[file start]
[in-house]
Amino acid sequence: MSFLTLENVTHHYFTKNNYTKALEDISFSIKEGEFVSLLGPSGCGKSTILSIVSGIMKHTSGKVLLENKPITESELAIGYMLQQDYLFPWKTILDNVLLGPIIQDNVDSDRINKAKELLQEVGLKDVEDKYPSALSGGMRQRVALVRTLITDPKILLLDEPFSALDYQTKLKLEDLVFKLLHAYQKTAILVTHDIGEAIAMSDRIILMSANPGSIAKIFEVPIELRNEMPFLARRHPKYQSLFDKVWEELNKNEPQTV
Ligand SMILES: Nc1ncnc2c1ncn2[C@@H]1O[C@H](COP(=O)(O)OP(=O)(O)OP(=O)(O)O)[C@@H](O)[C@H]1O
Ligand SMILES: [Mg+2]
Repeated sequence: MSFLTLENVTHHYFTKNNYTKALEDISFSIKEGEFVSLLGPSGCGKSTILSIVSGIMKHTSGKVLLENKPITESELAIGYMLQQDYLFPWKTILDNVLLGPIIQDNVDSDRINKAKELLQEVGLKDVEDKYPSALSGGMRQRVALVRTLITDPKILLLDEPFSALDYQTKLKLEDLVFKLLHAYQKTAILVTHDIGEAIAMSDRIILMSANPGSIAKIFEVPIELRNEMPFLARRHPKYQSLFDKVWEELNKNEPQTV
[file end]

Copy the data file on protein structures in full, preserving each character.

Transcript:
[in-house]
Amino acid sequence: MSFLTLENVTHHYFTKNNYTKALEDISFSIKEGEFVSLLGPSGCGKSTILSIVSGIMKHTSGKVLLENKPITESELAIGYMLQQDYLFPWKTILDNVLLGPIIQDNVDSDRINKAKELLQEVGLKDVEDKYPSALSGGMRQRVALVRTLITDPKILLLDEPFSALDYQTKLKLEDLVFKLLHAYQKTAILVTHDIGEAIAMSDRIILMSANPGSIAKIFEVPIELRNEMPFLARRHPKYQSLFDKVWEELNKNEPQTV
Ligand SMILES: Nc1ncnc2c1ncn2[C@@H]1O[C@H](COP(=O)(O)OP(=O)(O)OP(=O)(O)O)[C@@H](O)[C@H]1O
Ligand SMILES: [Mg+2]
Repeated sequence: MSFLTLENVTHHYFTKNNYTKALEDISFSIKEGEFVSLLGPSGCGKSTILSIVSGIMKHTSGKVLLENKPITESELAIGYMLQQDYLFPWKTILDNVLLGPIIQDNVDSDRINKAKELLQEVGLKDVEDKYPSALSGGMRQRVALVRTLITDPKILLLDEPFSALDYQTKLKLEDLVFKLLHAYQKTAILVTHDIGEAIAMSDRIILMSANPGSIAKIFEVPIELRNEMPFLARRHPKYQSLFDKVWEELNKNEPQTV